Commencement Address 2023 - Kingswood Oxford

Commencement Addresses

June 27, 2023

Commencement Address 2023

To our newly minted alums, before I give the “Charge to the Senior Class,” I’d like us to take a brief moment to thank some important people. While this day is certainly the result of your efforts and the many sacrifices you have made, I think we would be remiss were we not to take a quick moment to recognize the people who helped you get to this point.  


First, to the many people who helped make this ceremony happen today. The physical setting of the KO commencement is surrounded by school buildings that have seen thousands of Wyverns walk their halls and encircled by large oak trees on a bed of grass we call the Senior Green; it truly is a remarkable place and an intimate way to celebrate our senior class and send them off into the world. But some people on this campus work tirelessly to make it look THIS nice – please join me in thanking our B&G crew for spending countless hours ensuring everything is in tip-top shape. Kingswood Oxford West Hartford Commencement


And a special thanks goes to Sherri Malinsoki and Michael Bane and the many others for coordinating today’s ceremony. It is truly a labor of love for the entire community.


We also owe a great debt of gratitude to the Trustees of Kingswood Oxford School. You may not see them on a daily basis,  but their leadership, support, and unwavering commitment to KO have make it possible for us to fulfill our mission to “inspire students to excel and lead lives of integrity.” Please join me in thanking the Board of Trustees.


To our Parents of Seniors, thank you for sharing your amazing children with us. There is no greater task or honor than to partner with you in raising your children. We are a better school because of them. Parents, we will miss seeing you around campus as well. I always tell graduating seniors “not to be strangers” and that “this will always be a home away from home for you” and I extend that welcome to you too.  Seniors, your parents have been your biggest supporters and have made so many sacrifices over the years, in both time and money,  for you to earn this diploma. Please join me in thanking your parents!


Lastly, I’d like the faculty and staff to rise.  Seniors, where would you be without this amazing group of talented and caring adults, who brought you into their lives, shared their passions with you, challenged you to reach further heights than you believed you could, picked you up when you fell down, and believed in you every minute of the way?  Please join me in thanking the amazing faculty and staff of Kingswood Oxford School.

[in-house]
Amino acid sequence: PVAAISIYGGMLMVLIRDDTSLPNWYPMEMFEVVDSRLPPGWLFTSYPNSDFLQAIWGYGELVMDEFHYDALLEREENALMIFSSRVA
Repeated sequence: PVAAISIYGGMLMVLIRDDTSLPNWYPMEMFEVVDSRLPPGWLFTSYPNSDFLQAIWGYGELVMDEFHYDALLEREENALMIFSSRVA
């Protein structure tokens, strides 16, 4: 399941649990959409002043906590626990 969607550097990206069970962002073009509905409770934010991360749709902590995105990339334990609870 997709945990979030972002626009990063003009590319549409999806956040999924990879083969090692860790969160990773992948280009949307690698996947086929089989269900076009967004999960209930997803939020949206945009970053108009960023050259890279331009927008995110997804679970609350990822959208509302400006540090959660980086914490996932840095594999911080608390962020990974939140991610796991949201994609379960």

As someone who has been tasked with speaking in front of others quite often, whether in my prior life as a teacher or my current one as a head of school, offering this charge each year to the graduating class is as daunting an assignment as they come. The word “charge” sounds so intimidating…anything short of inspiring graduates to change the world, save the planet, scale the highest mountains, and cross the deepest seas, and I’m shortchanging you. When I hear the word “charge” I imagine a general on horseback waving a sword in the air, trying to compel scared-looking soldiers to charge across a battlefield with the odds not so much in their favor. Of course, the reality is not soldiers, but just this group of smart and eager seniors thinking, “Come on, Dillow, let’s cut to the chase, please.” So I will.


Class of 2023, you are unlike most of the other classes that came before you.  Your years here have been marked by generational events that students will read about in future history books. A global pandemic sent you home to study online during your Form 4 spring and severely altered your athletic and artistic opportunities that next fall.  During your other years at KO, you’ve experienced a national reckoning about ongoing racial injustice, watched a mob invade our nation’s capitol building, and discovered the fragile openings in our democratic institutions. You have witnessed the sad decline of citizenship in the halls of Congress, as leaders elevate party above country. And you’ve watched corrosive culture wars stream out on Twitter, Instagram, and Tik Tok, while real war plays out on the once fertile fields of Ukraine. That’s a lot to take in just the past few years, and you would have every right to complain, cry foul, curse fate for your bad luck.  But you didn’t.  Instead, you stood tall and showed our leaders what respectful dialogue looks like, how to compromise for the good of the whole, and how to lead with love rather than anger.  During Covid, you amazed us with your strength, resilience, and positivity. You got punched in the face but got right back up as if to say, “Is that all you got world?” These experiences have shaped you, sharpened you, and made you better prepared for the journey ahead. And your talents burst forth on the stage last night like a butterfly breaking out of it’s cocoon after a long, latent slumber. More than a few faculty members, some of whom have been here for more than 30 years, commented that it was the best Class Night they’ve witnessed yet.  It was truly a celebration and a declaration that you are here and that you are not done yet.  If I were a betting man (and I am, sometimes) I would put my money on you. This class is going places.